The Raft algorithm is designed as an easy alternative to Paxos. The basic idea behind Raft is that nodes collectively select a leader and rest of the nodes become followers. The leader is responsible for state transition log replication across the followers. Record entries flow in only one direction from the leader to the followers. Unlike Paxos, here each node can be at any of the three states namely leader, candidate and follower at any particular time. The Raft algorithm runs in rounds which are known as term. Each term starts with an election where one or more candidates strive to become leader. Initially, we have a set of follower nodes, who look out for a leader. If within a certain time interval they do not find one, then the leader election process starts. In this election phase, some of the followers volunteer to become a leader and request votes from all other nodes. Then these candidate nodes send request messages to other followers of the system for a vote. When a node receives the request, it compares the term and index in the received message with corresponding current known values. Like Paxos, the followers vote for one of the candidates and based on the majority of votes, a leader is selected. Then in the next part, the elected leader will propose values which the followers will choose so that the system can reach consensus. The leader sends out heartbeats (signals) to all followers at regular intervals in order to maintain its authority. Compared with Paxos and PBFT, this algorithm has high efficiency and clarity. Hence it has been extensively employed in distributed systems. The Raft algorithm achieves the same safety performance as Paxos and is better suited in real- life implementation and comprehension. As mentioned, the Raft algorithm cannot support byzantine nodes and can stand up to failure of 50% of nodes. As in the case of permissioned blockchain, nodes are verified members. Hence, it is more essential to resolve crash faults rather than Byzantine faults for private blockchain.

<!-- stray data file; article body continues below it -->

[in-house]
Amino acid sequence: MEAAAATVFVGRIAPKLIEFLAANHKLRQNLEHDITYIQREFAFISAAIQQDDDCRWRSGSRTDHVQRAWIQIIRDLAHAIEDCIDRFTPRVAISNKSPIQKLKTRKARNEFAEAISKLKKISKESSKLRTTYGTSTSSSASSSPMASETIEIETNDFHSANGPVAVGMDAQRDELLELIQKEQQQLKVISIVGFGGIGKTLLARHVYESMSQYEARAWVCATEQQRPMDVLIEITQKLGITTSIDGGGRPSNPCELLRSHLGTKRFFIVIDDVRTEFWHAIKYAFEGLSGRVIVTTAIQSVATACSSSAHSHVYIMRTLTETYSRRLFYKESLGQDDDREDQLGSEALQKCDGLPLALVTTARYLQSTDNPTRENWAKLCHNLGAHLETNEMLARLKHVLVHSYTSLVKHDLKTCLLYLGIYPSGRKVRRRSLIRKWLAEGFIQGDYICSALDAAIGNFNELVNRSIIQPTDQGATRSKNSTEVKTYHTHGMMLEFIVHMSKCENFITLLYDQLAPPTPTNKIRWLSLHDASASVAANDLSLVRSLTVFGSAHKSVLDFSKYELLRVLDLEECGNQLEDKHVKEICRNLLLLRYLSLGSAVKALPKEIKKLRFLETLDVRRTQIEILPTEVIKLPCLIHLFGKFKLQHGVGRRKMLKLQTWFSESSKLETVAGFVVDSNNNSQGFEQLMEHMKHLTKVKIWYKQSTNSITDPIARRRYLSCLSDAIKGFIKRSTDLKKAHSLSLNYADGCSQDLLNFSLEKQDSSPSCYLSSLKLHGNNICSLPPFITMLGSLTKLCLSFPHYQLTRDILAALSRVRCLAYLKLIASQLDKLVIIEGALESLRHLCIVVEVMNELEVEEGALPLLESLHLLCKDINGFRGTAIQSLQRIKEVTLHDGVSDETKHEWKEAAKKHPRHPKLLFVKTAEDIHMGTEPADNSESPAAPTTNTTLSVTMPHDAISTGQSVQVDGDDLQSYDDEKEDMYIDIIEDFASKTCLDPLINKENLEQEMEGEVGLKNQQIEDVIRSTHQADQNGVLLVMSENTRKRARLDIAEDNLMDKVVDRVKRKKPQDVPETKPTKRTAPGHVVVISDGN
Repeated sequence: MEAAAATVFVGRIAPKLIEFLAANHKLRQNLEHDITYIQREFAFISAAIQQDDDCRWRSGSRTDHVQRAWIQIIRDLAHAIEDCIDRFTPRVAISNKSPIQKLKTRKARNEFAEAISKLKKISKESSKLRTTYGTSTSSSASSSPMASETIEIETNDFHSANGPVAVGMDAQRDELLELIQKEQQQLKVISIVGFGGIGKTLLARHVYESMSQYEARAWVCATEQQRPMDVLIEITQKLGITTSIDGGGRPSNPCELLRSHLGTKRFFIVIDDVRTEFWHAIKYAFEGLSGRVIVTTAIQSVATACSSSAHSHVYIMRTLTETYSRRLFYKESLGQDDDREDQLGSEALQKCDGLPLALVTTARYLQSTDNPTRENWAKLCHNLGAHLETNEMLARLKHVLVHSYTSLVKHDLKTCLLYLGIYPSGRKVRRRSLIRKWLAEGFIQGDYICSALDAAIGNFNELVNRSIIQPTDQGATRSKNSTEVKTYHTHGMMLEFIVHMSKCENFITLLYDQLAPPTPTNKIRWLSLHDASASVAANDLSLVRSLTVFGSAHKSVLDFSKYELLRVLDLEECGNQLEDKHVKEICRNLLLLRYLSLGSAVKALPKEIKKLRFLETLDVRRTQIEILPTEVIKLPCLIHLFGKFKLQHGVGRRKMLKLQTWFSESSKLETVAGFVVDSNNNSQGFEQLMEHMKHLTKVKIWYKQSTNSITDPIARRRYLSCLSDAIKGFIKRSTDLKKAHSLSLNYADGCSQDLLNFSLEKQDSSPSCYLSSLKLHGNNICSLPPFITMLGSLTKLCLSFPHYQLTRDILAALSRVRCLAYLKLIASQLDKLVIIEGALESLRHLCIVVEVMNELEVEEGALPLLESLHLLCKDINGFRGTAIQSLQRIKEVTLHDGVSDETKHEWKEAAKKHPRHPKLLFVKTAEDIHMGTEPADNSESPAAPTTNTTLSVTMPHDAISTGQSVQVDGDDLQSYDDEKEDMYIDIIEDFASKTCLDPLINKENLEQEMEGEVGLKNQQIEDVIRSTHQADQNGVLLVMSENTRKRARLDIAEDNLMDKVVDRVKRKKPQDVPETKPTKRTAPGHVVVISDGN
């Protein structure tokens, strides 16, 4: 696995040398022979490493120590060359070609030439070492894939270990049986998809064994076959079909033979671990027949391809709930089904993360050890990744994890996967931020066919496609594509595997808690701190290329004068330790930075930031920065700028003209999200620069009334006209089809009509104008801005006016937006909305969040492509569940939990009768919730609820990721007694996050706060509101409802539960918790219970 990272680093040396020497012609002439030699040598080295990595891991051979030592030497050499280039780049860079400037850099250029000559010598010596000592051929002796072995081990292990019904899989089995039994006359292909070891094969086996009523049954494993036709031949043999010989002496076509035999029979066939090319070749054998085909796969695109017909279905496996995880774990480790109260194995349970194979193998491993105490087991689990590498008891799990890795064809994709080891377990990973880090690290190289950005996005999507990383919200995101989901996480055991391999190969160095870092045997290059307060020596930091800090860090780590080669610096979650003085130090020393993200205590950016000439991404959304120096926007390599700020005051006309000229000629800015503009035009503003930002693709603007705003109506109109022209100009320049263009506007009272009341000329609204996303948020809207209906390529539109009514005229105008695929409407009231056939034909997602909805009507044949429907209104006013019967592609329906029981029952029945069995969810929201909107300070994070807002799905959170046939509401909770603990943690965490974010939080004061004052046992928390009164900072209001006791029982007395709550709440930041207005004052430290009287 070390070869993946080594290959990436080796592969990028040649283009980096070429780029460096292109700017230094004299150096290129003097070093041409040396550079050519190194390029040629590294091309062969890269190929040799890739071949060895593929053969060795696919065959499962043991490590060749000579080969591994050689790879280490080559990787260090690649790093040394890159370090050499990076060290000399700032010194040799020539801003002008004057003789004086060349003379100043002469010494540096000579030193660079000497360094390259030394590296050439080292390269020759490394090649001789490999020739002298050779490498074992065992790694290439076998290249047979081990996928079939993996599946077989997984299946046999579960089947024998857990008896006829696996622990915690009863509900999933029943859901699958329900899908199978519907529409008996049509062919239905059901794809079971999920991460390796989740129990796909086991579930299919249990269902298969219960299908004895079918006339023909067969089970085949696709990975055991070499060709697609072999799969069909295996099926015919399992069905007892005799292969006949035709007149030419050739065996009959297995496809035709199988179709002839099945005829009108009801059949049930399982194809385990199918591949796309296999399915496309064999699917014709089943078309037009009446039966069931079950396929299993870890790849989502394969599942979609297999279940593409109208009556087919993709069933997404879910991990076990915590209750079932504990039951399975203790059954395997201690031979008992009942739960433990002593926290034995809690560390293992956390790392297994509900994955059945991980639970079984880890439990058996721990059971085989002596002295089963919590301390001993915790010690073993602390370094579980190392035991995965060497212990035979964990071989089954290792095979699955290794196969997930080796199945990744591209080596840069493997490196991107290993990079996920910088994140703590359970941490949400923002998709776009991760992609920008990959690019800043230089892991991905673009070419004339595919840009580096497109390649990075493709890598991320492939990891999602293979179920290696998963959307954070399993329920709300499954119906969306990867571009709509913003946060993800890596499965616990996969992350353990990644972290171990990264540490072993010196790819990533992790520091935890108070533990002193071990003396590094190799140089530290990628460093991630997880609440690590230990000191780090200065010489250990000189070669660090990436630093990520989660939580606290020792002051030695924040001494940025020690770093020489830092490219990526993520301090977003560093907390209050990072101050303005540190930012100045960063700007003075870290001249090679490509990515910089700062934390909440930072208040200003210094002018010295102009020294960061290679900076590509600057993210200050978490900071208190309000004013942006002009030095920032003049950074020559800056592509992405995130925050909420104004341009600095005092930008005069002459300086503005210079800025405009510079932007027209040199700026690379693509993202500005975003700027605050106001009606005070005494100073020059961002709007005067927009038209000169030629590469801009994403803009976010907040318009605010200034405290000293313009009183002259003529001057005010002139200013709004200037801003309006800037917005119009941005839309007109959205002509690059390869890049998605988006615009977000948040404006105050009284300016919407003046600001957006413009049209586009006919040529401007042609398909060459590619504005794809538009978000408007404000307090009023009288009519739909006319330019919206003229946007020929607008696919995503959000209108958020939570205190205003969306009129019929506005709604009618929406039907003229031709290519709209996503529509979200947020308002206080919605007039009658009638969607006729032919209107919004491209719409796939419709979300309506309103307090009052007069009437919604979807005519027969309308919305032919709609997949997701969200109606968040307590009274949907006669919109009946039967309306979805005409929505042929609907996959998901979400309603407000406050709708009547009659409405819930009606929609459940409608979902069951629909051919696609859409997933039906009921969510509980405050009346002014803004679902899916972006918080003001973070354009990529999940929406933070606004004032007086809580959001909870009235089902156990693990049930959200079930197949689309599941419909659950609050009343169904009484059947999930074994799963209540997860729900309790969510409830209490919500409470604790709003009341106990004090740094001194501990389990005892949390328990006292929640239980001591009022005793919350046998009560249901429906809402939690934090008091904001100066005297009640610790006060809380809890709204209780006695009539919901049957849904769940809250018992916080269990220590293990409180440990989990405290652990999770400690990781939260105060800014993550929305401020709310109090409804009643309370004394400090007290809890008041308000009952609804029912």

Byzantine Fault Tolerance and Its Variant